Do you know if anybody has ever done a stress map of a violin top plate to show where the high and low stress areas are?  It would seem logical to thin the plate where the stress was low to get rid of extra weight and make them thick where the stresses were high to prevent fatigue cracking or creep.   That's what I would do if I was designing a racing bicycle frame or the piston connecting rod of a race car engine where high performances from having low weight were important. In our case we want the plate to vibrate a lot. 

In the old days (I'm dating myself) we used to coat parts with a very brittle varnish.  It would crack and craze were the stresses were high.  Those were the areas we worried about being wrong enough.

I am not aware of a static stress map done for a violin, although I wouldn't be shocked if there was one.

While I would find such a map interesting, I doubt that I would use it for any decisions whatsoever.  It is not a racing bike, race car, or aircraft where static or quasi-static stresses are the main concern.  It's all about the acoustic/vibration behavior, as long as it doesn't fail.  Making it lighter has not been proven to be better... unless you start with a student brick of an instrument.  I made lighter, and it wasn't better.  It's not that simple.

Interestingly, my first job out of school involved stresscoating aircraft hydraulic parts for testing, and blowing them up.  Wood might move around with humidity too much for that method to be effective.

Share this post


Link to post
Share on other sites
3 hours ago, Danube Fiddler said:

 

... However here could slowly begin the referred region, where varnish can bring the top out of the green zone, because then it becomes too stiff. ....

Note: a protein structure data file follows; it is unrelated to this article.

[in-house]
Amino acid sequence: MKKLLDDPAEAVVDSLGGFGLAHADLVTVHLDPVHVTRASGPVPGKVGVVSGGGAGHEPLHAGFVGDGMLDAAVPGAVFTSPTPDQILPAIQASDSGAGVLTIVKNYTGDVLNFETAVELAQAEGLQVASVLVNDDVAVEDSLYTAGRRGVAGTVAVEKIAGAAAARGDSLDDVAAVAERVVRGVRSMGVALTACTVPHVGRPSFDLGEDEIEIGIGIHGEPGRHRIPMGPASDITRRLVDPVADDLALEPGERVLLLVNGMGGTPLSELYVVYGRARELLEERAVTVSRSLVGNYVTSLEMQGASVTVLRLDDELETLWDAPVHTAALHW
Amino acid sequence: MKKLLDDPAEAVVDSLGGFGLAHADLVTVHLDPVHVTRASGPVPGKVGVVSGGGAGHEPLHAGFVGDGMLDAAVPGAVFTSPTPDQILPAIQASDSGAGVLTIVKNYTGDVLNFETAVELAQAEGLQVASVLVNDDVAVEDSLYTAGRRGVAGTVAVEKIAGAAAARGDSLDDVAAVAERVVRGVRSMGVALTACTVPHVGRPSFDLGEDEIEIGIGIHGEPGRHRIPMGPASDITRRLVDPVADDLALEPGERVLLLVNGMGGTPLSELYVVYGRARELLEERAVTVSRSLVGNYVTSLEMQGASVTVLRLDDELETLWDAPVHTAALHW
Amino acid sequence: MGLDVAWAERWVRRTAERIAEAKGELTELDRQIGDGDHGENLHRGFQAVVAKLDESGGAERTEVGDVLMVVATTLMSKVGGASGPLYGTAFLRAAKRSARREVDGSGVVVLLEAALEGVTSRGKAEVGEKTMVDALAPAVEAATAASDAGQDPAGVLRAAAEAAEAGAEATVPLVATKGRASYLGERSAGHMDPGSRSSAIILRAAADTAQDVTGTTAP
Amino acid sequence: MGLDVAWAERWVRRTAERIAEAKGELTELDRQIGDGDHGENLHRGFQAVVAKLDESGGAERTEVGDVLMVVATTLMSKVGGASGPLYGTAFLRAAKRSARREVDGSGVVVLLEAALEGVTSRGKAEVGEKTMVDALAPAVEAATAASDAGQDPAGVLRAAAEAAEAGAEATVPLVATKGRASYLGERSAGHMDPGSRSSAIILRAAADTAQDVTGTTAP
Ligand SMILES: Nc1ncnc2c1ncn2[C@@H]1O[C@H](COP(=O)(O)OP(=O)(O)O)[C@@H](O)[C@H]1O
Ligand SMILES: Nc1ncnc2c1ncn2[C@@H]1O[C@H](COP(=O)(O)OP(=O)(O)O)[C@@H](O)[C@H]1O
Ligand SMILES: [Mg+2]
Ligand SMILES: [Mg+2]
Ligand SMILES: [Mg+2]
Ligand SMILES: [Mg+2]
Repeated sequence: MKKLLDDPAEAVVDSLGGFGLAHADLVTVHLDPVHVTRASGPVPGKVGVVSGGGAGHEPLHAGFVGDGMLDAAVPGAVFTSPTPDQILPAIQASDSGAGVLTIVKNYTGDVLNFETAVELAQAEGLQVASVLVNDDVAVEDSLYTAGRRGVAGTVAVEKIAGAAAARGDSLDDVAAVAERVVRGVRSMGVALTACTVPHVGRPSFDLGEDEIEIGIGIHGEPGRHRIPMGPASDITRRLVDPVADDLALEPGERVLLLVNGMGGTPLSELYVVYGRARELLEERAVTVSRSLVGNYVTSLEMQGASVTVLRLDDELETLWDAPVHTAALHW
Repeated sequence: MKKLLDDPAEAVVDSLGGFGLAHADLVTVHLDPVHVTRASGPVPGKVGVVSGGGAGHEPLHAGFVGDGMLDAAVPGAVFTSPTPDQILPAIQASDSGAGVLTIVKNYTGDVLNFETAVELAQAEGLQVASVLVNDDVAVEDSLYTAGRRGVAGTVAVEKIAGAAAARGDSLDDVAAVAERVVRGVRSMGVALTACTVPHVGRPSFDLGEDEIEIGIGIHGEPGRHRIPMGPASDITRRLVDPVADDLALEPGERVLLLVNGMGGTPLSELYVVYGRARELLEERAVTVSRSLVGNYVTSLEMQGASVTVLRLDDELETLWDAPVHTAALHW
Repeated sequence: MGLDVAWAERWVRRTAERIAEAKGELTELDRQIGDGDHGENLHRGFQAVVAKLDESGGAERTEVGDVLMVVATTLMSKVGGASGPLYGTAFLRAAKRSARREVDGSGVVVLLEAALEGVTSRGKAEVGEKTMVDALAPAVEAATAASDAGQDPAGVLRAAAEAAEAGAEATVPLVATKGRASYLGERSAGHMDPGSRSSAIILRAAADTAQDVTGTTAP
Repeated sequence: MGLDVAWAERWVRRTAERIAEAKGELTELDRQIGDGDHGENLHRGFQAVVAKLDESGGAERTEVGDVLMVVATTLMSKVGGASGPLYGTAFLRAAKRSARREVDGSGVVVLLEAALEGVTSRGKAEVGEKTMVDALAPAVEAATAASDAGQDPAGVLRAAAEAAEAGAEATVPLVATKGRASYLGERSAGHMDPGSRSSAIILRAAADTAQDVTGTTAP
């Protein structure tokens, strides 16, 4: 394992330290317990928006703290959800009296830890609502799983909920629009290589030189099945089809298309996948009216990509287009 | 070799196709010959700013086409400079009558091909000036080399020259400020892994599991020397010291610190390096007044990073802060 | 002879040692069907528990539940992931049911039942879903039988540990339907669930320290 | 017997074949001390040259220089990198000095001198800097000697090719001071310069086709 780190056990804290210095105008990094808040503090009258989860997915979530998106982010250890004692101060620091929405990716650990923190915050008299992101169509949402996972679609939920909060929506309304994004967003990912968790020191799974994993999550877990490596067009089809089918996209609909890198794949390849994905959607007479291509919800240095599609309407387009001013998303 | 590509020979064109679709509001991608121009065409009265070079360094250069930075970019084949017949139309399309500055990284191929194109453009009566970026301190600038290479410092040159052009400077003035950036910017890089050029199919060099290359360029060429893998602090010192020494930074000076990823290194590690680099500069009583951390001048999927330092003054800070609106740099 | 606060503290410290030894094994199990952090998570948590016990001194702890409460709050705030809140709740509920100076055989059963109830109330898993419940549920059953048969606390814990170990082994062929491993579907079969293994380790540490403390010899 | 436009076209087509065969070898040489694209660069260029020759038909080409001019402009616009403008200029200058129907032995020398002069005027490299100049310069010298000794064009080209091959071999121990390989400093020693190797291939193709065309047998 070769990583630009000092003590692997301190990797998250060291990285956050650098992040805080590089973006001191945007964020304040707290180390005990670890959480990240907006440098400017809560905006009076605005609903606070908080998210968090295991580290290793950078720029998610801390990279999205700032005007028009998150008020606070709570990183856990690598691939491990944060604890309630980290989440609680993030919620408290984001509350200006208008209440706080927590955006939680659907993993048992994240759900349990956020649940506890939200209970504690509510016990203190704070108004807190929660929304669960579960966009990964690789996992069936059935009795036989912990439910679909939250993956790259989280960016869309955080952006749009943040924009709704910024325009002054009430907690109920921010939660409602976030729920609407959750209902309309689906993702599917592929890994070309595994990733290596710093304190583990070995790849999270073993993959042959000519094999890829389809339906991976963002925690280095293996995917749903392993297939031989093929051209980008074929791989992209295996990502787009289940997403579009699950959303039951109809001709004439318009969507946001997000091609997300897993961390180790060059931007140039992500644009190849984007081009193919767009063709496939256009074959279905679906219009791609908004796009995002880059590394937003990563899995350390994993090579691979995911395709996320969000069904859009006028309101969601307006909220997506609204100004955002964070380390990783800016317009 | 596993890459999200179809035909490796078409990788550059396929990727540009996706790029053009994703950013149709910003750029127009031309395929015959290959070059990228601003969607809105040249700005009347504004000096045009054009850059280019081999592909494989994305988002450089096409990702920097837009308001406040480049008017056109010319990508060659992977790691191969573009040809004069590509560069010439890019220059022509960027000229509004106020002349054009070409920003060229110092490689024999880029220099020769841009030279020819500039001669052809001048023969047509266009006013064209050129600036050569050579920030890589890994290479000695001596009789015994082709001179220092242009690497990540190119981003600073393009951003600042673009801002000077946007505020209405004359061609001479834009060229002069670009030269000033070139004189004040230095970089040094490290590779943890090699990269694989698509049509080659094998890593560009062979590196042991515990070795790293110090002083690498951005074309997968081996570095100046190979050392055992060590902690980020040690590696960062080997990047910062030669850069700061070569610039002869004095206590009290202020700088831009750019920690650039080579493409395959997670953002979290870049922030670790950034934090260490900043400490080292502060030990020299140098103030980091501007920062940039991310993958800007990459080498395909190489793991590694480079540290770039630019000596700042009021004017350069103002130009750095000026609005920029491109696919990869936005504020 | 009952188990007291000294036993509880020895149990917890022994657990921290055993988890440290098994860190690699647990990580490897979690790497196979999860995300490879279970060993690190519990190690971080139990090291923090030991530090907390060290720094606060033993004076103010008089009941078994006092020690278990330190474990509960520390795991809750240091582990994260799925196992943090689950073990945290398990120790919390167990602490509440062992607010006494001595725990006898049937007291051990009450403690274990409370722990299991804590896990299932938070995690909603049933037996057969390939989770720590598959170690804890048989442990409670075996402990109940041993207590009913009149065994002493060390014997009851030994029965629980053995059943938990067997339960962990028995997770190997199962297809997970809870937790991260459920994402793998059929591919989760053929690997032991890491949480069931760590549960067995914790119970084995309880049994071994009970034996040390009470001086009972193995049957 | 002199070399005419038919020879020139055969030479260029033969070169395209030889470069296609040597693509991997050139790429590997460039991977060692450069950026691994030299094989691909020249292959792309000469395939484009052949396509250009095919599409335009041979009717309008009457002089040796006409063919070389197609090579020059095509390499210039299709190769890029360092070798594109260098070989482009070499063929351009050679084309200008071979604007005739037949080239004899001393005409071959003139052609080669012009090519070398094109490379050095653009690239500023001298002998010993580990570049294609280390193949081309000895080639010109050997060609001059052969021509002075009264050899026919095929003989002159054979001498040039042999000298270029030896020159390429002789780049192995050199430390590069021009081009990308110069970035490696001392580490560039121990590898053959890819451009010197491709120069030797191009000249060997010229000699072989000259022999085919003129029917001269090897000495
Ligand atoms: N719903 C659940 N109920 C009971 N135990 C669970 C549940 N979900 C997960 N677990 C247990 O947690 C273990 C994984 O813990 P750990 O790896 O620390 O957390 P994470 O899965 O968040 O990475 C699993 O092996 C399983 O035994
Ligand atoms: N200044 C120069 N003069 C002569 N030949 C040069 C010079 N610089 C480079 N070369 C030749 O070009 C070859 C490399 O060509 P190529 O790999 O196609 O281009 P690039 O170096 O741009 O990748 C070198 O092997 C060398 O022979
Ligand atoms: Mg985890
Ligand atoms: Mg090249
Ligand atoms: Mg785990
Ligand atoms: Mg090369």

1

I thought that varnish increases damping, muffling the clear tone, rather than stiffening the plate. Am I right?

Share this post


Link to post
Share on other sites
17 minutes ago, Michael_Molnar said:

I thought that varnish increases damping, muffling the clear tone, rather than stiffening the plate. Am I right?

Varnish does both of those things.  Signature modes go up a few Hz, but not that big of a deal in my experience.  The much bigger tonal effect is damping, IMO.

Share this post


Link to post
Share on other sites
23 minutes ago, Don Noon said:

Varnish does both of those things.  Signature modes go up a few Hz, but not that big of a deal in my experience.  The much bigger tonal effect is damping, IMO.

This is a very important piece of information of which I was unaware. What I had read seemed to imply that varnish damaged the tone of a violin by stiffening the wood - and this could be minimized by preventing the varnish from soaking into the wood, with a good ground coat.

The damping effect, on the other hand, is still there even if the varnish hasn't soaked into the wood?

Share this post


Link to post
Share on other sites
On 7/1/2018 at 7:33 AM, Quadibloc said:

Unfortunately, this may well be true.

In searching for information about violins and violin-making, the most credible sources I came across provided the following information:

- it is established that Stradivari used linseed oil for his first two coats of varnsh, and pine oil in his third, on at least one violin;

- spirit varnish didn't become available until somewhat after his time;

- the Guadagnini violins on which spirit varnish was used are less well regarded;

- oil varnish tends to age well; spirit varnish tends to turn an ugly brown color and chip off after decades

- the varnish Stradivari used may not have done anything magical to the sound of his violins, but it had a rich, beautiful appearance that made it greatly admired, leading to efforts to duplicate it, if only for its visual appeal